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What to watch and read this week
My recommendations, as you make that increasingly difficult choice: what is worthy of your eyeballs and your ears?
Thank you for reading The Garden of Forking Paths. If you would like to support my work, please consider upgrading to a paid subscription, or pre-order my new book, Fluke: Chance, Chaos, and Why Everything We Do Matters, out in January 2024.
We, modern consumers, are cursed with the tyranny of choice. There is so much written, filmed, and produced that we sometimes feel like my dog when there are two frisbees in the garden: endlessly flitting between them, unsure which to pick up, until he has neither. (I’m serious, I have to put one away when this happens or he gets sad).
To help you avoid that same unfortunate fate, every so often I produce a little list of that which I have enjoyed, off the beaten path recommendations of articles, books, films, TV shows, etc. Warning: you may hate what I suggest! But here goes:
I saw this film a few weeks ago at the London Film Festival—and it’s an extraordinary documentary that raises serious questions about exploration, devotion to religion, and the right to be left alone from outsiders. The film tracks the story of John Chau, a young American man who decides to make his life count for God by trying to bring the teachings of Jesus to the North Sentinelese people, one of the most isolated, uncontacted groups of humans on the planet. The documentary is beautifully shot, moving, and an all-around masterpiece of using cinema to provoke debate.
I saw a preview of this film at the London Film Festival as well (it isn’t out until January), but it’s something extraordinary: an uplifting, inspiring film that covers the darkest subject matter imaginable: the Holocaust. One Life portrays two snapshots in the life of Nicholas Winton, who organized the rescue of 669 mostly Jewish children from near-certain death in Prague as World War II broke out and Jews were being deported into death camps.
Winton’s story had been forgotten—one of countless tales of heroism and harrowing escapes from World War II—until it was rediscovered by the British press in the 1980s. The BBC invited Winton to be recognized live on air, but didn’t tell him that they had filled the studio audience with the very children that he saved, surprising him with the extraordinary human legacy he left, but never saw for himself. Anthony Hopkins plays Winton. (At the screening I attended in London, there were 11 people in the audience who Winton had saved—and countless others attending who were their descendants, people who quite literally wouldn’t exist but for Winton’s heroism).
Here’s the video from the original BBC show in the 1980s:
If you’re in a contemplative mood about life—or need a reminder about how lucky we are to experience every moment we’re alive, then this is a film for you. The film is set in an in-between world, of people who are neither alive nor dead, and it follows Will, a man who is tasked with interviewing and testing various candidates for the grand prize: life. Only one of them can get selected, and Will has to decide who is worthy, while those who aren’t selected disappear into the mist. This idea, that we who are alive are the unimaginably lucky ones, 8 billion out of infinite trillions of possible people, what Richard Dawkins once called the “unborn ghosts.” Nine Days takes that notion seriously—and reminds us of how we must grasp and savor every moment we can.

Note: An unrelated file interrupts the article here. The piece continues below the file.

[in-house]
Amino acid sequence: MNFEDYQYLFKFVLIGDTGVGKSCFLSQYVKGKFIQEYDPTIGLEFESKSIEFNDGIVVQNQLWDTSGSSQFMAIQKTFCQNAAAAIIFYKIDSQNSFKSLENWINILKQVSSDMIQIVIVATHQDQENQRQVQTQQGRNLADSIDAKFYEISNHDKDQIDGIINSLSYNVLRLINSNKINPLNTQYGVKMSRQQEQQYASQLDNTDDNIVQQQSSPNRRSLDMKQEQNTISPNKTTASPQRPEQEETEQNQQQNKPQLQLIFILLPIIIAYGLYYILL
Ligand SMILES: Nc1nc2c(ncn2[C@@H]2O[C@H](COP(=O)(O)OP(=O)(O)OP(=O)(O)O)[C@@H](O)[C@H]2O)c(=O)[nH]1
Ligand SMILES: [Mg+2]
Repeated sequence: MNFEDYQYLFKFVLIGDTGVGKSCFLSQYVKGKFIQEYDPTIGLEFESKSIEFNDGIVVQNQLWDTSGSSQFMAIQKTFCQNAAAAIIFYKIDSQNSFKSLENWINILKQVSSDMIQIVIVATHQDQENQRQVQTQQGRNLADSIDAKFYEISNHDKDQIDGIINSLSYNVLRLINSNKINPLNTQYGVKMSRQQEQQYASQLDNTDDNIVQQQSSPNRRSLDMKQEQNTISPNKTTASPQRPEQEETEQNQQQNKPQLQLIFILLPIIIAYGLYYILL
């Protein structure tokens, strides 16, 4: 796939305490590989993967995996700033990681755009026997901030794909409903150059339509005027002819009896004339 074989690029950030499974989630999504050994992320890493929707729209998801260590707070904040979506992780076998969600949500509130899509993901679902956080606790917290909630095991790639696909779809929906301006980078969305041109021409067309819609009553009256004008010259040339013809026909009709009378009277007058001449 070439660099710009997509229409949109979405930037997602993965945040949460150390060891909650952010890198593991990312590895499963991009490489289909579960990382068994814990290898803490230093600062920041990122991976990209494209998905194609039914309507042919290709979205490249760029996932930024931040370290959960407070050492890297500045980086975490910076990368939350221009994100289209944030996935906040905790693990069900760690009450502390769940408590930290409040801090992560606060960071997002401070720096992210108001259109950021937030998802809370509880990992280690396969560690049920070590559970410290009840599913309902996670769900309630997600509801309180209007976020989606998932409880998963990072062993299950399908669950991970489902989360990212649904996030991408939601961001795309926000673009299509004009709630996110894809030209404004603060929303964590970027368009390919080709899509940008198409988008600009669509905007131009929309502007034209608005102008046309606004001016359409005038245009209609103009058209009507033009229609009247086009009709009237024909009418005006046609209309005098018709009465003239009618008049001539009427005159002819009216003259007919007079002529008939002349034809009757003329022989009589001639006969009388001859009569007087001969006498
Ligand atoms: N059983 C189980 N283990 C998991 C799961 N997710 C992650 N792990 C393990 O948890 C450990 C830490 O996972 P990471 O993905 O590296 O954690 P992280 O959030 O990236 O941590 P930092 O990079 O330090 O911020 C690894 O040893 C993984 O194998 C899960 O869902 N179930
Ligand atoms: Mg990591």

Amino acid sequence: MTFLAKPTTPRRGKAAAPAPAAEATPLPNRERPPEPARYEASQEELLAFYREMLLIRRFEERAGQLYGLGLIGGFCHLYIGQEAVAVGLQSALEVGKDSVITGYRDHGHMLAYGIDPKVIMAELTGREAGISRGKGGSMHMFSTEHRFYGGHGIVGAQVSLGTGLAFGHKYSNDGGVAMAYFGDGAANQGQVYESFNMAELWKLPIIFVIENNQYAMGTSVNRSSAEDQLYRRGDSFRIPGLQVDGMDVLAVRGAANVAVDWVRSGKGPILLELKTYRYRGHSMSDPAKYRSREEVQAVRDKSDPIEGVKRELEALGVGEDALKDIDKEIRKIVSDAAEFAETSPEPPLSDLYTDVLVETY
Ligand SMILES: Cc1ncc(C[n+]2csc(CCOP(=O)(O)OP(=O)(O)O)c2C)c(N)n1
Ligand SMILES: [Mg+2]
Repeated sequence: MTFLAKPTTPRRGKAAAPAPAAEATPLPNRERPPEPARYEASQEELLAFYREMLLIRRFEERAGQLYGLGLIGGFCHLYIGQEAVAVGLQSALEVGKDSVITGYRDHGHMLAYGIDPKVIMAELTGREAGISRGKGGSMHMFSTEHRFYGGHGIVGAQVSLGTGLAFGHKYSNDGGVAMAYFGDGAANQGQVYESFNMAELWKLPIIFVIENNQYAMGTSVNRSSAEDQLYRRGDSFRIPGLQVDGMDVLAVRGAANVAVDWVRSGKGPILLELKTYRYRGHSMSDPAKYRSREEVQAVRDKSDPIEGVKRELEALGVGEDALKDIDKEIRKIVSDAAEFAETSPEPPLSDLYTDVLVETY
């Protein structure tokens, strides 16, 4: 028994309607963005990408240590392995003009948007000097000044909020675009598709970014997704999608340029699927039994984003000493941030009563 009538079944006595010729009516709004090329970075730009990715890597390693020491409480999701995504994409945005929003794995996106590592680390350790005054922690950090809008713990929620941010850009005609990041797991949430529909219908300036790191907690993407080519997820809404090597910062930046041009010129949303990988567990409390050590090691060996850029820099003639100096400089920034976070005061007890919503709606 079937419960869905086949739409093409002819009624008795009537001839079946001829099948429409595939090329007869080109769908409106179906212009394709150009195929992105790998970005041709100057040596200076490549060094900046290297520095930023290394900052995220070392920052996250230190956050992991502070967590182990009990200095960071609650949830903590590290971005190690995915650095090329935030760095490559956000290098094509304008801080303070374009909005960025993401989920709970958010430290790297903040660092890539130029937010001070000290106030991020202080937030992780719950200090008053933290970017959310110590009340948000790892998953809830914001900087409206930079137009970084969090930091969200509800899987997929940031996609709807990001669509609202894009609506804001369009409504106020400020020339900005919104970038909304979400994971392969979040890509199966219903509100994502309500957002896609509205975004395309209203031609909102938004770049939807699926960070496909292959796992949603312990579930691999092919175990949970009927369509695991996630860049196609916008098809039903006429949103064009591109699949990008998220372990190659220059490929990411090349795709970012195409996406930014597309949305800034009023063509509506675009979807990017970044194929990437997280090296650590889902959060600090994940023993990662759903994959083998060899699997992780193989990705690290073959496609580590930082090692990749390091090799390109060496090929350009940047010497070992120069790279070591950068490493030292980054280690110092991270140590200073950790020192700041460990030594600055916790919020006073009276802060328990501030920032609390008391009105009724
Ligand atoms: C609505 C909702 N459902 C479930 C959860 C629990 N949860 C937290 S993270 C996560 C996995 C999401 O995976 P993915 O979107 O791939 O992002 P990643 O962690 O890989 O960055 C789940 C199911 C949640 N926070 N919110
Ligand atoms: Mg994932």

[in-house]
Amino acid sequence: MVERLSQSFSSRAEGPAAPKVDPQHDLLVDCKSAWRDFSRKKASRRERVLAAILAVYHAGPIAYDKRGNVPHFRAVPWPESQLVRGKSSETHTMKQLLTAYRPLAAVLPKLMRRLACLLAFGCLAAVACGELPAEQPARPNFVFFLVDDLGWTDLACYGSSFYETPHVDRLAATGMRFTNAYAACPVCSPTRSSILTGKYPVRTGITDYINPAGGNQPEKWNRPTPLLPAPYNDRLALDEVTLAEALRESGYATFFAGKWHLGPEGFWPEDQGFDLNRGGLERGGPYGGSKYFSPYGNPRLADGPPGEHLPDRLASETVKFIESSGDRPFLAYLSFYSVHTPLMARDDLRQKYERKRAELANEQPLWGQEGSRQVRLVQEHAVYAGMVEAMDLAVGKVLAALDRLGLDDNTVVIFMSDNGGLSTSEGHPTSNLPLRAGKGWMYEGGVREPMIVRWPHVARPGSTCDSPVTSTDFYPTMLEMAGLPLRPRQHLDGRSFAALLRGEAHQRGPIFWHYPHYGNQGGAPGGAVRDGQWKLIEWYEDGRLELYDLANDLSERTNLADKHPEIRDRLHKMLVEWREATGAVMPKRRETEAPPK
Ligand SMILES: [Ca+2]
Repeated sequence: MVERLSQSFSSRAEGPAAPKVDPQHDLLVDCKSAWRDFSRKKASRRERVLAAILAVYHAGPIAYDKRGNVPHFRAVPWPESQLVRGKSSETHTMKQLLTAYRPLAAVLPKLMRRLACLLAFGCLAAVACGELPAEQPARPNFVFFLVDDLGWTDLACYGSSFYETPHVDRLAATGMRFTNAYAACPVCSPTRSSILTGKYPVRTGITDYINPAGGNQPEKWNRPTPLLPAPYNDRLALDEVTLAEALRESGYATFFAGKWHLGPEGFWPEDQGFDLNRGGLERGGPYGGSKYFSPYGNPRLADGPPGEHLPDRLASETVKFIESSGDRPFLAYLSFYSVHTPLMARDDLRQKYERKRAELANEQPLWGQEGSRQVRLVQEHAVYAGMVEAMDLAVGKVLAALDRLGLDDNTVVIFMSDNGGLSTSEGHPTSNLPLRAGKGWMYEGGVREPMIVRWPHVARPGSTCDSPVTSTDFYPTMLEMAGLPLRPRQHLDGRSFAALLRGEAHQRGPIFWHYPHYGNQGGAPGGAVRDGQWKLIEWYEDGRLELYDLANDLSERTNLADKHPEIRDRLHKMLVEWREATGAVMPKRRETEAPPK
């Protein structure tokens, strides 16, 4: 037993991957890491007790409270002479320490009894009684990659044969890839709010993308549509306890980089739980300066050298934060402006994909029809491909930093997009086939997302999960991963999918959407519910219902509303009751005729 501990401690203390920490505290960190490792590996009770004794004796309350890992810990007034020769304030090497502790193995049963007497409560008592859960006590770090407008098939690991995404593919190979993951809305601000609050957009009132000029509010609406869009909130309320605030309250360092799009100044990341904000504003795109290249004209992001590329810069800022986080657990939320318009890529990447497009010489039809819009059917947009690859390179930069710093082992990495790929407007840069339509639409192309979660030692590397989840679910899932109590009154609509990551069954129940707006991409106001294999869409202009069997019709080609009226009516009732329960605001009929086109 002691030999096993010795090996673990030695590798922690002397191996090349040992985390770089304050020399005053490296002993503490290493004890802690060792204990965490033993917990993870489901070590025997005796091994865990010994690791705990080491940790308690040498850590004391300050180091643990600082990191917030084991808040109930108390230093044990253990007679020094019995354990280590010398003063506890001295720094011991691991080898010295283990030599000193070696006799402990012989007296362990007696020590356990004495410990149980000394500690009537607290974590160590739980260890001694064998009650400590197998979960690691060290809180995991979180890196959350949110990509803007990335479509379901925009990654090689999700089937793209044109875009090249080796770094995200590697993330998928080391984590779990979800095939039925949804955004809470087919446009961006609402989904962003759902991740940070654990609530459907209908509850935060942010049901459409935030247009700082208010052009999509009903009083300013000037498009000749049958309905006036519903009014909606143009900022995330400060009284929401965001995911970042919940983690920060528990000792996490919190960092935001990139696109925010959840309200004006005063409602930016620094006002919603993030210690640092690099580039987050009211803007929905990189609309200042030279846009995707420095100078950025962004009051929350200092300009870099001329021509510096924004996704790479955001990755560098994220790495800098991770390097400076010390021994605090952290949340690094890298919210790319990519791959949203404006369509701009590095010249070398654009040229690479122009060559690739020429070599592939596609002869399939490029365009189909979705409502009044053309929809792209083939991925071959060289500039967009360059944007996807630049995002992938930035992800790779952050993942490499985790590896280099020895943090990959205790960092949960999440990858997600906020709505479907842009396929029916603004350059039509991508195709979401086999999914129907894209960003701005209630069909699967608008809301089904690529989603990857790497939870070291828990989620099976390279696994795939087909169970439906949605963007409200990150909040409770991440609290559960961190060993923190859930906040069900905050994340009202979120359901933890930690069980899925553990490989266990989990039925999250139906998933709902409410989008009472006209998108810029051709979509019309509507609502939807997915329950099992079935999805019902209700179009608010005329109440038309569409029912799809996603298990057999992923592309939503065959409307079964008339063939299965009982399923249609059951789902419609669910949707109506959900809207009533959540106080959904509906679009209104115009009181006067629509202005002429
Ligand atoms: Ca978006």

Lupin (Season 3)
It’s not art, but it is extremely entertaining. This show, a modern take on the Arsène Lupin stories from the early 1900s, is brought to life by the always charismatic Omar Sy. Lupin is a sort of heroic bad boy, who routinely breaks the law and carries out intricate, clever heists—but does so according to a code of ethics in which the victims always deserve it. It won’t change the way you think about the world, but if you like heist shows with a bit of French flair you will probably want to binge it.
I discovered this show after I was filmed for Cunk on Earth, because I met the brilliant Diane Morgan (aka Philomena Cunk) and wanted to explore her other work. She created and starred in Mandy for two seasons starting in 2019. The show is ridiculous and absurd, about, as the BBC put it: a “hapless, jobless heroine whose daft adventures mostly end in disaster. She's got Big Dreams, but can she actually be bothered?” The episodes are short, entertaining, and charming in an eccentric way. It won’t be for everyone, but if you’re looking for a quirky British comedy, give it a shot.
Beautifully written, but also packed full of interesting tidbits that make you go “Aha, that’s why that’s the way it is!” Measurement is one of those hidden variables of life, as to how we parcel up everything around us into quantities so we can better control them. I drew on some of the detail from this book in my piece about measurement and the making of the modern world for a previous edition. If you’re curious about how a series of arbitrary measurement decisions have produced modern life, this is the book for you.
It’s impossible to make any sense of what’s going on in the Middle East without understanding the history that got us here. And the most relevant starting point for modern Middle Eastern history lies with the secret Sykes-Picot agreement of 1916. This book brings early 20th century Middle Eastern history to life, along with the likes of the real Lawrence of Arabia, laying the groundwork for a better understanding of modern divides in the region.